Great American writers who dare to write for mass audiences often receive critical scorn for their efforts.
Kurt Vonnegut, who did just that, once told me that many critics have the mistaken view that any idea that can be easily understood cannot be profound. That misperception leads too many critics to undervalue writers whose work reaches and moves readers regardless of race, sexual identity, economic status, political affiliation or any other demographic divider.
Those writers often are punished because they speak not to a specific identity but to our common humanity.
Vonnegut admired John Steinbeck.
It’s easy to see why. The two great and frequently misunderstood writers often dealt with variations of the same overarching theme—namely, that both kindness and cruelty have consequences.
And they both often were dismissed or even maligned because they committed the crime of being easy, even fun, to read.
I sit in the house where Steinbeck was born. It’s now a restaurant and gift shop and I’m munching on a ham-and-cheese sandwich.
This birthplace is one of many things that these days honor Steinbeck in his hometown. There’s a splendid museum celebrating his career and a beautiful local public library that features both his visage and his name.
It wasn’t always so.
America has an odd and troubling history of attacking those who try to tell the truth. Writers who pull back the curtain on the communities in which they live rarely are lionized during their lifetimes in their hometowns.
Sinclair Lewis, the first U.S. winner of the Nobel Prize for Literature, was pilloried for satirizing life in middle America. Sherwood Anderson, who helped usher in a new manner of writing with his classic “Winesburg, Ohio,” was all but run out of his hometown of Clyde, the model for the fictional Winesburg.
William Faulkner, also a Nobel laureate, was derided as Count No’count in his native Oxford, Mississippi.
And Vonnegut talked plaintively about the hostile reception he received in Indianapolis following the publication of his masterpiece, “Slaughterhouse-Five,” which had the temerity to suggest that war and mass death might not be pleasant experiences.
All this pales in comparison with the hostility Steinbeck encountered.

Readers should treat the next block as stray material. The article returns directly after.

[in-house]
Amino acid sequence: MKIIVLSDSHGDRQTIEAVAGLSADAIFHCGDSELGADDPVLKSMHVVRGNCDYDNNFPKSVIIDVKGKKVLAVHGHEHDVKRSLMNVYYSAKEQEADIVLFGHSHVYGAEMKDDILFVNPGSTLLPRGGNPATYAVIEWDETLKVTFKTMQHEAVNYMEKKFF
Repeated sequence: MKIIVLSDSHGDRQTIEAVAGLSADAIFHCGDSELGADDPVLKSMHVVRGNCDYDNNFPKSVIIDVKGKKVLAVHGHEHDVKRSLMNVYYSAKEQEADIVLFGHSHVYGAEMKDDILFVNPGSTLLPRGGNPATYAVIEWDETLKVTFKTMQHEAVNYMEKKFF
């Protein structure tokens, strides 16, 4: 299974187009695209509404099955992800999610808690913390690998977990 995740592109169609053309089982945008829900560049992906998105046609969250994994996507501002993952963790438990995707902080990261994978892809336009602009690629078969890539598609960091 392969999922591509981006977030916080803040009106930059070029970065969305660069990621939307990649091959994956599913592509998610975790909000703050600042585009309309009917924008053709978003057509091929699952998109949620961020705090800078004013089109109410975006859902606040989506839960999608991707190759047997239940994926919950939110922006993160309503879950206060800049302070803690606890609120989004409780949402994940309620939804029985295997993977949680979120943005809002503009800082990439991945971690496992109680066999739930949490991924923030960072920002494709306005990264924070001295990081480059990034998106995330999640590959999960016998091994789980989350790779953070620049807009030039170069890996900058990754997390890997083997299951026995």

His towering achievement, 1939’s “The Grapes of Wrath,” prompted massive campaigns of retaliation in two states, his native California and Oklahoma, and led J. Edgar Hoover to consider him a subversive.
The book was an albatross for Steinbeck in other ways, as well. Because it was such an overwhelming success, it became the standard by which all his other work was judged.
Steinbeck resented and resisted the pressure from both critics and audiences to produce another “Grapes of Wrath.”
His response, not unreasonably, was that he’d already written that book and didn’t need to do it again. He’d rather write something else instead.
Which he did.
One of the many things that makes Steinbeck fascinating is his determination to experiment. Few other writers of his stature were so eager to try new forms and tackle different kinds of writing challenges.
Sometimes, Steinbeck succeeded when he tried something different. Other times he did not.
It’s hard to escape the conclusion that he paid a price for his willingness to attempt to stretch himself and his talent.
In 1962, he, too, won the Nobel Prize for Literature. It should have been a moment of triumph not just for the writer but for the nation he represented.
Instead, many critics questioned whether he deserved the award. The New York Times even criticized the selection, arguing that he’s produced little of value since “The Grapes of Wrath.”
It was an assessment that ignored “East of Eden,” “Cannery Row” and several other gems, some of them flawed but beautiful nonetheless, that followed Steinbeck’s masterwork.
Now, all these years after the tumult that accompanied Steinbeck’s life, I sit in his boyhood home, eating my lunch and trying to determine how the writer came to be.
It doesn’t take much imagination.
Steinbeck’s story is the same as that of so many others.
A young child picks up a pen or pencil and uses it to try to make sense of the world outside and all the life that teems within it.
Along the way, he or she, like Steinbeck, tries to tell the truth.
That’s where the trouble always starts.
John Krull is director of Franklin College’s Pulliam School of Journalism and publisher of TheStatehouseFile.com, a news website powered by Franklin College journalism students. The opinions expressed by the author do not reflect the views of Franklin College.